Derelict Crab Trap Removal

2018 Derelict Crab Trap Closure

LDWF plans seven crab trap closures along the Louisiana coast in 2018. Click each map below for details.

 

 

 

What is a derelict crab trap?

Derelict traps are traps that have been lost or abandoned. Large numbers of crab traps are lost or abandoned each year due to a number of reasons:

  • Separated from their buoys by tides, currents, storms, or passing boats
  • Caught in and displaced by shrimp gear
  • Vandalism
  • Improper disposal of old, unfishable traps
  • Poor assembly or maintenance of lines and floats
  • Abandoned by fishermen leaving the fishery.

Derelict traps can "ghost fish", continuing to capture blue crabs and other species. They can also create a navigational hazard for boats and become entangled in other fishing gear such as shrimp nets.

Since most crab traps are made of vinyl coated wire mesh, it can take years for a derelict crab trap to degrade. Removing these traps is essential for reducing mortality of blue crabs and other species due to ghost fishing, ensuring safe navigation, reducing conflicts with other fisheries and user groups, and improving the aesthetics of state waterways.

Derelict Crab Trap Removal Program

Under the authority of R.S. 56:332, the Louisiana Wildlife and Fisheries Commission established a Derelict Crab Trap Removal Program in 2004 to remove derelict crab traps from state-owned lake and river beds and other water bottoms and reduce their potential impacts. The program also collects data on the number and types of animals found in recovered traps. This program is funded in part by the sale of Louisiana crab fishing licenses and is run by LDWF, Louisiana Sea Grant, and volunteers.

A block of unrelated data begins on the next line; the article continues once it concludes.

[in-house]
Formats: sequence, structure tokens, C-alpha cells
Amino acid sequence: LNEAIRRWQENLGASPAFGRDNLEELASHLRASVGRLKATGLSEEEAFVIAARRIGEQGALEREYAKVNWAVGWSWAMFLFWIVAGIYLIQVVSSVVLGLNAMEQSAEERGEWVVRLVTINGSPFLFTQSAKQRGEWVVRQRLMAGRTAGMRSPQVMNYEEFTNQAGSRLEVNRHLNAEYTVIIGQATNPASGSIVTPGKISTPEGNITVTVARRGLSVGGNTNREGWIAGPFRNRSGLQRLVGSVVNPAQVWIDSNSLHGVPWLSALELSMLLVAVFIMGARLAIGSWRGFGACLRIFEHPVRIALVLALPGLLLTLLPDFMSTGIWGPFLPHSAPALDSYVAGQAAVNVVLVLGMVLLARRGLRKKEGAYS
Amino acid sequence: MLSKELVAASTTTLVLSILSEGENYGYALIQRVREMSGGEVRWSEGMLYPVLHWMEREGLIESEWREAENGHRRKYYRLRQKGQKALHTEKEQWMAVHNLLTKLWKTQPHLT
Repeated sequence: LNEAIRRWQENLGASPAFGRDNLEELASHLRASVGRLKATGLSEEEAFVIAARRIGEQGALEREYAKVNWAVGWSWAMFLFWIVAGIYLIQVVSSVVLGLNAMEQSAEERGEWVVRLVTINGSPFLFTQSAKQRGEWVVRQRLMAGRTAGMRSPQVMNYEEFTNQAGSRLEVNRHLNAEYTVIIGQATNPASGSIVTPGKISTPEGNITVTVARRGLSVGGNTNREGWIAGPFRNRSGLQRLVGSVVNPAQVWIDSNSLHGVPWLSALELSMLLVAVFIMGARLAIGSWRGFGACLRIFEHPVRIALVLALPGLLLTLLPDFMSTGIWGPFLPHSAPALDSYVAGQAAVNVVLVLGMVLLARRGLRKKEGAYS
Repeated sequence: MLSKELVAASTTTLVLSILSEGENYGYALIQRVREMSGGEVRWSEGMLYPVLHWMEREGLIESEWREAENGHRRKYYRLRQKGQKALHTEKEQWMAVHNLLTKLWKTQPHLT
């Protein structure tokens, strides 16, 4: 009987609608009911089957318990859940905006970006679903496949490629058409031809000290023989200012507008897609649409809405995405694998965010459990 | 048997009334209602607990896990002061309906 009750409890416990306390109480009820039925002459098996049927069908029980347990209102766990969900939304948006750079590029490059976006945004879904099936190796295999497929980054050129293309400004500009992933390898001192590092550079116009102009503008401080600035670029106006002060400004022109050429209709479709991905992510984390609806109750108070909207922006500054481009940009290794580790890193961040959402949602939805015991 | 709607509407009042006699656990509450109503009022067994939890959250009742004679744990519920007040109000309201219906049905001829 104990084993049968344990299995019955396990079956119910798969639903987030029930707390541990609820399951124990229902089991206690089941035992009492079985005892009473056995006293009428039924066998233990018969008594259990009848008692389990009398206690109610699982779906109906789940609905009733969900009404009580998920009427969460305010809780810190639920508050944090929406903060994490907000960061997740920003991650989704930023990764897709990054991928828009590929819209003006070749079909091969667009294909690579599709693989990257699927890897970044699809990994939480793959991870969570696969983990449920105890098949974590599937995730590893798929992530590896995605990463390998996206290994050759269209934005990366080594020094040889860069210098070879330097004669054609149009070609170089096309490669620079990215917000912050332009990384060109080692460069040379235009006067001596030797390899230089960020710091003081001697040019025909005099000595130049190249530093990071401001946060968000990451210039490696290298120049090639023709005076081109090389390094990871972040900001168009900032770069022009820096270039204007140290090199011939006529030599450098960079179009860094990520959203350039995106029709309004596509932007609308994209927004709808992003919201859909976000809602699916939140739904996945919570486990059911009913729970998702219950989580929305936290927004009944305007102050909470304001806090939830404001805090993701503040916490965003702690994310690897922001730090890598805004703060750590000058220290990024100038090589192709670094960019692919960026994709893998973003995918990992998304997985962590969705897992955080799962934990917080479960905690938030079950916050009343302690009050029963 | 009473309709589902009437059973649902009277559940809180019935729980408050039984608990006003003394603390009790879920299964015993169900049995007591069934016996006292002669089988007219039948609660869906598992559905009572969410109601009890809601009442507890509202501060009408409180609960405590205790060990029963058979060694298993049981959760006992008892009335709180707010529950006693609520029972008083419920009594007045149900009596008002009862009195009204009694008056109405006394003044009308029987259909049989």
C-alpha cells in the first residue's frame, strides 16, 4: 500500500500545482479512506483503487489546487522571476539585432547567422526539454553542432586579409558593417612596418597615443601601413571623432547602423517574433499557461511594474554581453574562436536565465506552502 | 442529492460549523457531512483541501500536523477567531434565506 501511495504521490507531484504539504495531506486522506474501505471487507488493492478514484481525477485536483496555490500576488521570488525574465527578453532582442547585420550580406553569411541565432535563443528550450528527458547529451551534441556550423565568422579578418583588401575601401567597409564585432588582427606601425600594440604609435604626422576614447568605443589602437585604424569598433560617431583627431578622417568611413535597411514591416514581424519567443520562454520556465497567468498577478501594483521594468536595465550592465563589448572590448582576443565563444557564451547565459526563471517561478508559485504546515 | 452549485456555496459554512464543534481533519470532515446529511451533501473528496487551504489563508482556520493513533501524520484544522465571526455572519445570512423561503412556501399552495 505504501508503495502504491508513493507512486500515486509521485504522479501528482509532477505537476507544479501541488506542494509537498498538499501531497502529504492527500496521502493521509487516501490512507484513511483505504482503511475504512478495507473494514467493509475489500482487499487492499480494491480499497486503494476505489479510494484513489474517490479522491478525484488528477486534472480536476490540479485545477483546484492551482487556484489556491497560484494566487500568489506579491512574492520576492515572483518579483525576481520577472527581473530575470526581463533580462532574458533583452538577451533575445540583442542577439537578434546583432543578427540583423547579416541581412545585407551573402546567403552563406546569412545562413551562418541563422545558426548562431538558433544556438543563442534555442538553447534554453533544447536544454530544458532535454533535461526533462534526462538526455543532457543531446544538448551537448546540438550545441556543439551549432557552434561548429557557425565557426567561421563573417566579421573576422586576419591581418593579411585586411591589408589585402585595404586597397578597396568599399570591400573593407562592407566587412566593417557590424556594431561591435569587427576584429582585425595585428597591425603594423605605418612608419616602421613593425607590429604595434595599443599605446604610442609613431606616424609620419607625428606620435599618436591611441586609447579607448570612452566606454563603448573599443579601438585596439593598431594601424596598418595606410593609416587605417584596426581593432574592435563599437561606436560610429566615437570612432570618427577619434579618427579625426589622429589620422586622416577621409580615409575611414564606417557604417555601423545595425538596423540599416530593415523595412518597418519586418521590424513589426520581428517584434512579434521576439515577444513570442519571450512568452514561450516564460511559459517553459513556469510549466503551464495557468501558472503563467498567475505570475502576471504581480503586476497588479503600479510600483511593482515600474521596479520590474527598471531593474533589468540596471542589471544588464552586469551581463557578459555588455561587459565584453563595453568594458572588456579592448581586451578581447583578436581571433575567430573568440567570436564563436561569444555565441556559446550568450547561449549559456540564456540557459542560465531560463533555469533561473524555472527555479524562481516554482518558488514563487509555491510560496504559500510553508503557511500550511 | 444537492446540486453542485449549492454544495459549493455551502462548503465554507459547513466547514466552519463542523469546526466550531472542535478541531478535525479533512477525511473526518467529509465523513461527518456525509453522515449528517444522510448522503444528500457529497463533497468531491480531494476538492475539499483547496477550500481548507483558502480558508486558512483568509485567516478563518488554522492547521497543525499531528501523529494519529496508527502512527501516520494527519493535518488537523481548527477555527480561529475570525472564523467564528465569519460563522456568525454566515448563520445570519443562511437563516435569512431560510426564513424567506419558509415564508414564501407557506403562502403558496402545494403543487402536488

Under this program, the Commission may prohibit crab traps in state-owned lake and river beds and other water bottoms during the following times:

  • A period not to exceed 16 consecutive days between February 1 and March 31
  • A period not to exceed 14 consecutive-days which includes the opening day of the spring inshore shrimp season.

Any crab trap found in these areas of the state when the Commission has prohibited their use shall be considered abandoned and may be removed by persons authorized by the Commission.

The Commission may also designate:

  • The beginning and ending dates of the trap closure
  • The geographical area of the trap closure
  • Who may remove the abandoned traps
  • The locations where the removed abandoned traps are to be placed for disposal.

Program Success

Since the Derelict Crab Trap Removal Program began, volunteers have helped remove more than 33,000 traps.

Year

Area

Closure Dates

Traps Removed

2004

Upper Terrebonne Bay Estuary

2/28-3/14

6,676

W. Vermilion Bay

5/14-5/22

218

2004 Total

6,894

2005

Sabine Lake

2/18-2/27

4

Breton Sound Estuary

2/26-3/13

 1,941

Middle Terrebonne Bay Estuary

3/5-3/20

 2,437

E. Vermilion Bay / West Cote Blanche Bay

5/16-5/22

241

2005 Total

4,623

2006

SW Terrebonne Bay Estuary

3/4-3/13

2,935

2007

E. Lake Pontchartrain

2/24-3/5

774

Upper Barataria Bay Estuary

3/3-3/12

724

2007 Total

1,498

2008

Upper Terrebonne Bay Estuary

2/23-3/2

1,234

2009

Terrebonne Bay Estuary

N/A

788

2010

Upper Barataria Bay Estuary

2/27-3/7

477

2011

Western Plaquemines Parish

2/26-3/5

1,100

2012

St. Bernard/Plaquemines Parish

2/25-3/5

1,961

Terrebonne Parish

3/17-3/26

747

2012 Total

2,708

2013

Plaquemines Parish

2/16-2/25

492

St. Bernard Parish

3/9-3/18

477

2013 Total

969

2014

Western Terrebonne Parish

2/15-2/24

1,051

2015

Cameron Parish

2/20-3/1

422

2016

St. Tammany / Orleans Parish

2/12-2/21

1,386

Jefferson / Lafourche Parish

2/19-2/28 1,194

2016 Total

2,580

2017

Eastern Louisiana

2/20-3/7

4,616

Western Louisiana

3/6-3/21 1,058

2017 Total

5,674

Overall Total

33,040

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